“I don’t know whether good times are coming back again. But I know that won’t matter if we don’t survive these times.” - Octavia Butler, Parable of the Sower

s we all try to survive the challenges of our moment — a global pandemic, a flashpoint in the climate crisis, the banality of capitalism’s billionaires in space — a tool exists which has been present with us throughout. This tool organizes our worldview, piques our curiosity, perhaps even liberates our imagination [1]. Yet it also shapes our opinions, reinforces the status quo, and, if we aren’t careful, perpetuates the legacies of slavery, colonialism, and extractivism. Of course, I am talking about maps.

If you live in the “developed” world, you see maps frequently for some of the issues mentioned above. Imagine what you would do, then, if you didn’t have access to maps. Your homeland? Not on the map. The ecosystems you care about? Not on the map either — not because maps of the places around you don’t exist — but because maps, as an instrument of the state, don’t include you.

These claims aren’t new. JB Harley said this in an essay originally dated 1988:

Maps are never value-free images; except in the narrowest Euclidean sense they are never in themselves true or false. Both in the selectivity of their content and the signs and styles of their representation maps are a way of conceiving, articulating, and structuring the human world which is biased towards, promoted by, and exerts influence upon particular sets of social relations (Harley 2002: 53).

Thankfully, our world’s recent events seem to be bringing some of those “sets of social relations” into the open to be reckoned with. It follows, then, that we must continue to reckon with the influences maps will exert in this process. Such a reckoning is what makes the book Radical Cartographies: Participatory Mapmaking from Latin America so timely and necessary. 

First, it is worth noting how the book came to be: chapters are contributed from practitioners (not all of whom are “scholars” in the conventional sense) working in the field with Black and Indigenous communities to make maps. The essays were collected after several years of discussions, each translated into English, and edited for academia. Setting the book as a collection of case studies sets it apart from other work on critical cartography, precisely because the onus of the work is in the collective hands of the communities striving to preserve their lands and lifeways. Any claims made are derived from work in the field, not only academic debate.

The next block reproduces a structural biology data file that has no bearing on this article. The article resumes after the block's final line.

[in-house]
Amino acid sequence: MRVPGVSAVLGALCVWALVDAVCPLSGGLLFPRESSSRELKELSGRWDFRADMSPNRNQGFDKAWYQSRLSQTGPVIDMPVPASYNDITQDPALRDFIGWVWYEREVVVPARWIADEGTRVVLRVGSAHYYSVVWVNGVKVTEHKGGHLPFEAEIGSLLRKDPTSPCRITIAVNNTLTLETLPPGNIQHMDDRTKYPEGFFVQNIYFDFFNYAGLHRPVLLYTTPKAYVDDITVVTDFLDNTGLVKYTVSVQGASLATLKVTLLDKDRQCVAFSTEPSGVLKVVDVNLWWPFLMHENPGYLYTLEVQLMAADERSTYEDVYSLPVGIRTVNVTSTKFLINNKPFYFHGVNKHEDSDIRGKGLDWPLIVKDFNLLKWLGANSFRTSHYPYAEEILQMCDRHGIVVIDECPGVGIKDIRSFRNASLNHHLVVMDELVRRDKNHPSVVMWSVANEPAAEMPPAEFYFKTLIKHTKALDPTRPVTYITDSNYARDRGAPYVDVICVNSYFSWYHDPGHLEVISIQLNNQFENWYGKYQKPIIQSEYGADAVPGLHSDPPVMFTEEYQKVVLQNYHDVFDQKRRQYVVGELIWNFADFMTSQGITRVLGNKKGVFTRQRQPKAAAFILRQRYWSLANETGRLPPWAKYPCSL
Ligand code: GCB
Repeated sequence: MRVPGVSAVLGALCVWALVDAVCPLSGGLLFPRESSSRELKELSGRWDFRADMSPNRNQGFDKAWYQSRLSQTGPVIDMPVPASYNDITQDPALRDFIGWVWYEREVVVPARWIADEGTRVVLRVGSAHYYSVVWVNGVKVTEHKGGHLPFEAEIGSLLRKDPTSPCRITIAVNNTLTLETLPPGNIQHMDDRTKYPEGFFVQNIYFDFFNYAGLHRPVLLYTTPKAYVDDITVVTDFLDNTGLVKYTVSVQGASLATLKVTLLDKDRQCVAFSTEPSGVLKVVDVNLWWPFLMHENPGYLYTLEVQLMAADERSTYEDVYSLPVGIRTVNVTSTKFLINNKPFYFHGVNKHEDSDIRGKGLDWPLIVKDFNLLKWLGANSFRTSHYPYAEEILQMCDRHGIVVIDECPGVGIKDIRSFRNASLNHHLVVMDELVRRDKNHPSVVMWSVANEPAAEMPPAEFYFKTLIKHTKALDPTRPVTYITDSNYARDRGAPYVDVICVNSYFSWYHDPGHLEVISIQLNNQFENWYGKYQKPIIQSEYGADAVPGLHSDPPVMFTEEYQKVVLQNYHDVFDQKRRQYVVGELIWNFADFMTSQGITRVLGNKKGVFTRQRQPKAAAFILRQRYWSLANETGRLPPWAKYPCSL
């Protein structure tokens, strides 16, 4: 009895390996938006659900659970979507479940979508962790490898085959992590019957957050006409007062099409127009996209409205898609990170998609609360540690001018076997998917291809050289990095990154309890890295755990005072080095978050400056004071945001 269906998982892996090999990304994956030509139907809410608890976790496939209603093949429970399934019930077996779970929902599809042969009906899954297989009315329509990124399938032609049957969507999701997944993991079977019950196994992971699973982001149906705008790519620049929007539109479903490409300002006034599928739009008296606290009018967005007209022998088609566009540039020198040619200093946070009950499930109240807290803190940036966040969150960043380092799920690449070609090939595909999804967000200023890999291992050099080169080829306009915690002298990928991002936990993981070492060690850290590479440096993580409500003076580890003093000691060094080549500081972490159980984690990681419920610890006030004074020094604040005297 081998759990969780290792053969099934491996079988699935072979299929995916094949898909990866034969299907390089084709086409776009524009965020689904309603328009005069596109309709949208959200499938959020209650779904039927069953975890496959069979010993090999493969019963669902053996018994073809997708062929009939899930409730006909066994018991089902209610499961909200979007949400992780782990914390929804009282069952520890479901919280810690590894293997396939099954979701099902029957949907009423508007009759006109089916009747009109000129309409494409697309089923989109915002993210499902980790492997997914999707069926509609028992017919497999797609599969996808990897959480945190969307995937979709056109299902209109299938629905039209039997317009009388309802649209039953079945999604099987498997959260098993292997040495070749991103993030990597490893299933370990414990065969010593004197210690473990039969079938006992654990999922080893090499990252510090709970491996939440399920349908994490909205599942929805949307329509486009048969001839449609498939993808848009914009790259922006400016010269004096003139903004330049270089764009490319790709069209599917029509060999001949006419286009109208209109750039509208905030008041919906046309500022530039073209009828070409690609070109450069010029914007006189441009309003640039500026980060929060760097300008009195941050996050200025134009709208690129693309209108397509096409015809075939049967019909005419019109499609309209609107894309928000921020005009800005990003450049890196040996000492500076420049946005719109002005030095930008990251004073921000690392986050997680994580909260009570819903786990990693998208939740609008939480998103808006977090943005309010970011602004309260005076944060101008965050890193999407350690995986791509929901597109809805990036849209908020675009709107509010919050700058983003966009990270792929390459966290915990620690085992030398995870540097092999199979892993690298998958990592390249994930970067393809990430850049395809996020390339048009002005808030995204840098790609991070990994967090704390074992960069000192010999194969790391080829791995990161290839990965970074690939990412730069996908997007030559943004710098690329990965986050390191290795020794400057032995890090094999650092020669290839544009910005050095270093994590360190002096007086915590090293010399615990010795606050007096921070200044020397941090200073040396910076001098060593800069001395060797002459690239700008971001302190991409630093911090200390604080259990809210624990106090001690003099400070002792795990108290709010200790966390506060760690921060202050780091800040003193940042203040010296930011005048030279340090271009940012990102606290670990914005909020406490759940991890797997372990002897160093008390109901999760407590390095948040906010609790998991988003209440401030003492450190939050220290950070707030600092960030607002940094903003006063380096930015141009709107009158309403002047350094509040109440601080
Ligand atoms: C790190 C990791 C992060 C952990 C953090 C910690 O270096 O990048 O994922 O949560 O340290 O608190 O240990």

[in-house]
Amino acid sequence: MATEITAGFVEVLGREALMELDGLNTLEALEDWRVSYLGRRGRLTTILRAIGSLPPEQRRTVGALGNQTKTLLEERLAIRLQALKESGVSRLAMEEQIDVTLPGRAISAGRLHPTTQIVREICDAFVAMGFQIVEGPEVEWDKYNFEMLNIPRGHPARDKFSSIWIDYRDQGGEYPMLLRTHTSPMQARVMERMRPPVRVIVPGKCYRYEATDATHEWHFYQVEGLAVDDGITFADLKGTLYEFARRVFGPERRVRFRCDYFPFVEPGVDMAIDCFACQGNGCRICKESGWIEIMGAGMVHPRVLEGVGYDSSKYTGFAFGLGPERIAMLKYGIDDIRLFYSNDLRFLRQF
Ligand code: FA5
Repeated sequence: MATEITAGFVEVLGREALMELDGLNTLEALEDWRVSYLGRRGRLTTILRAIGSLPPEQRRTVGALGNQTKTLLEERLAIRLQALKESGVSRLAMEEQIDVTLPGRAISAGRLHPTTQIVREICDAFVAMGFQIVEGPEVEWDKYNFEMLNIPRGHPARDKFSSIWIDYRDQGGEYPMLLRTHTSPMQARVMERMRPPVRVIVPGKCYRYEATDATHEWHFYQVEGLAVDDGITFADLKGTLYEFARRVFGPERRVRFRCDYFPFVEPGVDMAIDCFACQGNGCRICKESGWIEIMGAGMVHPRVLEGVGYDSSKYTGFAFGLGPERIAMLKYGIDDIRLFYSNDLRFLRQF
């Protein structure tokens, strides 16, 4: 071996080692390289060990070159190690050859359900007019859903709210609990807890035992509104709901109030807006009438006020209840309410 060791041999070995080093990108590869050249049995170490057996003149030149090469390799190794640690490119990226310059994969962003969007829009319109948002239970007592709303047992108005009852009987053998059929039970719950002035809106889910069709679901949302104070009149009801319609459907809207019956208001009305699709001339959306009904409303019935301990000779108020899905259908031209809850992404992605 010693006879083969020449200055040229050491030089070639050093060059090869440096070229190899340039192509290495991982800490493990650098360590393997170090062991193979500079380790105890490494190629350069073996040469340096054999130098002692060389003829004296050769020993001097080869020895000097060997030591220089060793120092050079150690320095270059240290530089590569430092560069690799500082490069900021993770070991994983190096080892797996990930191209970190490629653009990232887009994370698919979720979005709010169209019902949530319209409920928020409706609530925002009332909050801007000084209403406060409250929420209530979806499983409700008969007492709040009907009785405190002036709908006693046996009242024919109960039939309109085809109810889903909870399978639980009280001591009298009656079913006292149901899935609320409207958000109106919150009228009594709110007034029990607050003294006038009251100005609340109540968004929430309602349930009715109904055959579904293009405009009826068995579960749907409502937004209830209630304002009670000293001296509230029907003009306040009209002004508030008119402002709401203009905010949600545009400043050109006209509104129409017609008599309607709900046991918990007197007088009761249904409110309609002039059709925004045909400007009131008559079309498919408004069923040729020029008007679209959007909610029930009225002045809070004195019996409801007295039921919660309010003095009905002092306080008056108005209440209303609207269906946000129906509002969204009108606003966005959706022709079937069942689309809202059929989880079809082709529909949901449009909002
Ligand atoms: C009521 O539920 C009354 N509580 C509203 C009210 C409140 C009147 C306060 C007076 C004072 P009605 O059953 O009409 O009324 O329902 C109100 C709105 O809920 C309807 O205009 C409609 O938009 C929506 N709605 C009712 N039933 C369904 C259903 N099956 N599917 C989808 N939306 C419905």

Second and more important, Sletto and colleagues, from the lessons of those case studies spanning the last ten years or so, are able to offer sharp insights into why radical approaches to cartography are essential if we are to survive as a species (both in a social and an ecological sense). Sletto writes in the introduction:

We seek to describe and critically assess not merely what mapping in the singular can ‘do’ in empirical, Cartesian, developmentalist, or political terms within a nation-state context but also what maps and mappings in the plural mean for the reproduction of places, natures, and identities… (p. 3).

This shift from the singular to the plural also signals a new growth for critical cartography for our age: while the work of deconstructing cartography’s “troubled history as a technology of power” (p. 6) is ongoing, practitioners, scholars, and allies can take a decisively active role putting power back in the hands of indigenous communities and tuning in to the ecological knowledge found in a community’s traditions.

Calendar-map from the Yurutí del Vaupés Indigenous community in the Colombian Amazon (Sletto et al., p. 136).

Consider the image above, made in a participatory mapping workshop. Rather than make a map as understood in the Western sense, the community (the Yurutí del Vaupés) made a calendar-map hybrid that tracks growing seasons, rainfall, and more. This kind of mapping happens as a broader “ritual conversation” that “embraces the myths, celebrations, and meanings that Indigenous communities assign to their sacred places” (pp. 37-38). Such a ritual has been termed “social polygraphy,” emphasizing that such a mapping happens in community spaces and with many voices.

As an orientation for mapmaking, social polygraphy becomes a form of resistance to the “structural violence reinforced by national maps“ (p. 81) while offering ways to subvert the distinctions made by more Western cartographies — for example, social polygraphy renders the distinctions between physical and human geography moot. In the case of the Mapuche people, they are fighting deterritorialization at the hands of the Chilean state (who militantly campaigns to take the land). In one aspect, their fight is for land, water rights, and ixofillmogen, or “all forms of life” (p. 82) — a mapping of the more-than-human world, ecology at its most sublime. In another aspect, as the Mapuche people lose their language (instead using Spanish), they lose their indigenous knowledge — thus mapping becomes a ritual tool for saving a culture. Contrary to the Western ontology that separates human from nature, animal from rock or stream, the Mapuche understand these beings as connected.

That notion of interconnection might just be what we need. Along these lines, Glenn Albrecht argues that we should call our current era the Symbiocene, emphasizing our symbiosis with all lifeforms: 

“In the Symbiocene, human action, culture, and enterprise will be exemplified by those cumulative types of relationships and attributes nurtured by humans that enhance mutual interdependence and mutual benefit for all living beings (which is desirable), all species (essential), and the health of all ecosystems (mandatory).”